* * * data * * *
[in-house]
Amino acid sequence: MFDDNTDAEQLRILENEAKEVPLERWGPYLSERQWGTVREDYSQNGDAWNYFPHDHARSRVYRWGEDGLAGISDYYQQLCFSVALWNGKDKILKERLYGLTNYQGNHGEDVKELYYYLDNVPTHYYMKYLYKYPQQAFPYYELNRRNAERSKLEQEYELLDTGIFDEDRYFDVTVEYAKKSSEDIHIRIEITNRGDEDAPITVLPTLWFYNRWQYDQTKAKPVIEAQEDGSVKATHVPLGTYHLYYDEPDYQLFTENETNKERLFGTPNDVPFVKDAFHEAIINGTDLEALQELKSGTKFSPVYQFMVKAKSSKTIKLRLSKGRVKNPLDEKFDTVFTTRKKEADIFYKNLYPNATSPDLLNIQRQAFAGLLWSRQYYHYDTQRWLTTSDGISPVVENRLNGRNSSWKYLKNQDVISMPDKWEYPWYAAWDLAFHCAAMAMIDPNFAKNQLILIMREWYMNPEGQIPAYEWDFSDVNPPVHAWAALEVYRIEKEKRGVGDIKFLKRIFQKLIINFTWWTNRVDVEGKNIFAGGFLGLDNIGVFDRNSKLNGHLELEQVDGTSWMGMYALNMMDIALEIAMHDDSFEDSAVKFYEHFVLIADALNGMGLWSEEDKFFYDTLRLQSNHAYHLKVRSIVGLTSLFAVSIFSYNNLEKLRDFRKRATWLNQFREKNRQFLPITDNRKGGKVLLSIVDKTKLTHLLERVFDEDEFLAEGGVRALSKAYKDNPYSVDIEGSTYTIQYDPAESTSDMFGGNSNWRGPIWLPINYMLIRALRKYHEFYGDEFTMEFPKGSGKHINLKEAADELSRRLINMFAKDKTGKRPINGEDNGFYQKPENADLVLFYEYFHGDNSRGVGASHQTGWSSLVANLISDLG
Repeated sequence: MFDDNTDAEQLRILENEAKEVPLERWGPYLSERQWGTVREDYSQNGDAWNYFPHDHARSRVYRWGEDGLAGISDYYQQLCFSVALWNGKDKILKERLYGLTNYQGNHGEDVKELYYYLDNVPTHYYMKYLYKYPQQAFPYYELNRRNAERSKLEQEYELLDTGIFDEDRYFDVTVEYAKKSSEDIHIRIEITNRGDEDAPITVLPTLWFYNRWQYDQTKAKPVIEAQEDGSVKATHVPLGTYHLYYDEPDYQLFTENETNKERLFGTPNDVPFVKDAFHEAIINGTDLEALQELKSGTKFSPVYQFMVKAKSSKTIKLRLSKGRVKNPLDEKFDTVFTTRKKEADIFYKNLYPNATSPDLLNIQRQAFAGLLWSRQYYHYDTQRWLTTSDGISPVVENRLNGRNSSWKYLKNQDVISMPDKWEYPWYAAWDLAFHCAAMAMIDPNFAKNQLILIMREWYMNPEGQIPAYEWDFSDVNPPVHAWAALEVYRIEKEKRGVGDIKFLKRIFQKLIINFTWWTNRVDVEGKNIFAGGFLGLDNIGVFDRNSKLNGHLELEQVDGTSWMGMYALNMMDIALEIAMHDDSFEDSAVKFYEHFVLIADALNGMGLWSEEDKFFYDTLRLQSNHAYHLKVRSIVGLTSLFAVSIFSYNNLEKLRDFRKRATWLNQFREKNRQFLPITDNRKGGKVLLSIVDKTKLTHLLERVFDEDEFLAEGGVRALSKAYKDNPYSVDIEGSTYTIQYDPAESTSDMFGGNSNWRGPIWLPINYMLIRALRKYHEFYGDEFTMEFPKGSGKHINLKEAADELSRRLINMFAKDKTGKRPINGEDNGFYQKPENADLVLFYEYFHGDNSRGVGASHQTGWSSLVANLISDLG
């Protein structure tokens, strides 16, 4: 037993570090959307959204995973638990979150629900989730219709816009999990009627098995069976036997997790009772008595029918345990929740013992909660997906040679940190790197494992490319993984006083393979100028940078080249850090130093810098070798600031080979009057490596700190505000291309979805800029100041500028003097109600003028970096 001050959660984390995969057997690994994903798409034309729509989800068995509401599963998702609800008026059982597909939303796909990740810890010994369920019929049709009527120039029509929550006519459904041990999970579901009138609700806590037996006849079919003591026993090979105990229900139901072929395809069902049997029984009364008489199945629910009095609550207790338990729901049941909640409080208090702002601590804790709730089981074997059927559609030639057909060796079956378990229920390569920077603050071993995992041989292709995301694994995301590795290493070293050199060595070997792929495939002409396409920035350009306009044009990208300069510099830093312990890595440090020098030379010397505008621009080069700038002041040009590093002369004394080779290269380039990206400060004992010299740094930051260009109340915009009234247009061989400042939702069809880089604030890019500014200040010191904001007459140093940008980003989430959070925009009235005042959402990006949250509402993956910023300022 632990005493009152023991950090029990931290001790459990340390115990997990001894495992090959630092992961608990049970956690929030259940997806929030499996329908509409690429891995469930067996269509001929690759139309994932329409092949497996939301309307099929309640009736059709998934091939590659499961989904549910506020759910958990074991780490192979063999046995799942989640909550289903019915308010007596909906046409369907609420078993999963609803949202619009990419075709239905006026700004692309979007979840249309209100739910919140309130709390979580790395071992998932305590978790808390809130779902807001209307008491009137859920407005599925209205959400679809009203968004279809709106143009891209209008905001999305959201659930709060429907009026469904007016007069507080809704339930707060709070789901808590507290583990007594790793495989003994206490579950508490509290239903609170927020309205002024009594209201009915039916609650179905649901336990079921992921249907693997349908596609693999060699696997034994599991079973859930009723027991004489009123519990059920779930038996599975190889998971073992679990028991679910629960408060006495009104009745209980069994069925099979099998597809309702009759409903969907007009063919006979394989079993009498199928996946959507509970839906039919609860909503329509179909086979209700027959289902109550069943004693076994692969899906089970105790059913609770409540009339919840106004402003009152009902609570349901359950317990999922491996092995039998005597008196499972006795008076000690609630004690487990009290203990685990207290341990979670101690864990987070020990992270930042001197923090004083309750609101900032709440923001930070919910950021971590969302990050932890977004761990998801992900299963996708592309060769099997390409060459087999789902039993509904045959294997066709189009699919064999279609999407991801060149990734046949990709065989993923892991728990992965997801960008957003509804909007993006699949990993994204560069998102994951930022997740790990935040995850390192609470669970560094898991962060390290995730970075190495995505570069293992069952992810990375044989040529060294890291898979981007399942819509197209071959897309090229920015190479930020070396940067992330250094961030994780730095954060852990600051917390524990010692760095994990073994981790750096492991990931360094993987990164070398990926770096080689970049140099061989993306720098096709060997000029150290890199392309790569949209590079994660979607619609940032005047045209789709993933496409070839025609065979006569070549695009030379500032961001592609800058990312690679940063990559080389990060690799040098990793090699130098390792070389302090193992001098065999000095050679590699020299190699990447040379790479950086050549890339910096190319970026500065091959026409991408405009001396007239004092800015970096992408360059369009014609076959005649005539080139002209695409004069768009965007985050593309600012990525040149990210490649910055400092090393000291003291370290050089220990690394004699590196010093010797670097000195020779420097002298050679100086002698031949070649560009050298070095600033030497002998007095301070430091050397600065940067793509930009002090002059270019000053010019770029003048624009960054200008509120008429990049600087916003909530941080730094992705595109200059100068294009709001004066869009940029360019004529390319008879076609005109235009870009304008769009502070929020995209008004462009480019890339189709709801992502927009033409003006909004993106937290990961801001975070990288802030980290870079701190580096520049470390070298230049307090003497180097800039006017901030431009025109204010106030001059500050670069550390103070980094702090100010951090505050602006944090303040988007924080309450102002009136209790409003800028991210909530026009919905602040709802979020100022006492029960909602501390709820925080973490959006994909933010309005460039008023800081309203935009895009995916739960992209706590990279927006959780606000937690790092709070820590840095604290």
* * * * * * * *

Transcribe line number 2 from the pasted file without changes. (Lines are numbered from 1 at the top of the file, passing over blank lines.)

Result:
Amino acid sequence: MFDDNTDAEQLRILENEAKEVPLERWGPYLSERQWGTVREDYSQNGDAWNYFPHDHARSRVYRWGEDGLAGISDYYQQLCFSVALWNGKDKILKERLYGLTNYQGNHGEDVKELYYYLDNVPTHYYMKYLYKYPQQAFPYYELNRRNAERSKLEQEYELLDTGIFDEDRYFDVTVEYAKKSSEDIHIRIEITNRGDEDAPITVLPTLWFYNRWQYDQTKAKPVIEAQEDGSVKATHVPLGTYHLYYDEPDYQLFTENETNKERLFGTPNDVPFVKDAFHEAIINGTDLEALQELKSGTKFSPVYQFMVKAKSSKTIKLRLSKGRVKNPLDEKFDTVFTTRKKEADIFYKNLYPNATSPDLLNIQRQAFAGLLWSRQYYHYDTQRWLTTSDGISPVVENRLNGRNSSWKYLKNQDVISMPDKWEYPWYAAWDLAFHCAAMAMIDPNFAKNQLILIMREWYMNPEGQIPAYEWDFSDVNPPVHAWAALEVYRIEKEKRGVGDIKFLKRIFQKLIINFTWWTNRVDVEGKNIFAGGFLGLDNIGVFDRNSKLNGHLELEQVDGTSWMGMYALNMMDIALEIAMHDDSFEDSAVKFYEHFVLIADALNGMGLWSEEDKFFYDTLRLQSNHAYHLKVRSIVGLTSLFAVSIFSYNNLEKLRDFRKRATWLNQFREKNRQFLPITDNRKGGKVLLSIVDKTKLTHLLERVFDEDEFLAEGGVRALSKAYKDNPYSVDIEGSTYTIQYDPAESTSDMFGGNSNWRGPIWLPINYMLIRALRKYHEFYGDEFTMEFPKGSGKHINLKEAADELSRRLINMFAKDKTGKRPINGEDNGFYQKPENADLVLFYEYFHGDNSRGVGASHQTGWSSLVANLISDLG